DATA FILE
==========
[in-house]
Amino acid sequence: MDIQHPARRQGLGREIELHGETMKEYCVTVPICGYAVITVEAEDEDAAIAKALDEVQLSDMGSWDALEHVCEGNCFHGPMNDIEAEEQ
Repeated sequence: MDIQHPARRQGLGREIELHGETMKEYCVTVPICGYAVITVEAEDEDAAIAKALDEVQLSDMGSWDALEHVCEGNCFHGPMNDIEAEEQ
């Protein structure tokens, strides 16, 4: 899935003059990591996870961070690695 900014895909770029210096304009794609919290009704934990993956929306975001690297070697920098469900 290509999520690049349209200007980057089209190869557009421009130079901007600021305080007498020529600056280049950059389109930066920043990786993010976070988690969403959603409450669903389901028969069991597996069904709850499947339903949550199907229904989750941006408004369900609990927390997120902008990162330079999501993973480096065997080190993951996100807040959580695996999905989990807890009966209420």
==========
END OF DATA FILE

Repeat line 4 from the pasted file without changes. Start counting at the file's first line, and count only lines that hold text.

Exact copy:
């Protein structure tokens, strides 16, 4: 899935003059990591996870961070690695 900014895909770029210096304009794609919290009704934990993956929306975001690297070697920098469900 290509999520690049349209200007980057089209190869557009421009130079901007600021305080007498020529600056280049950059389109930066920043990786993010976070988690969403959603409450669903389901028969069991597996069904709850499947339903949550199907229904989750941006408004369900609990927390997120902008990162330079999501993973480096065997080190993951996100807040959580695996999905989990807890009966209420």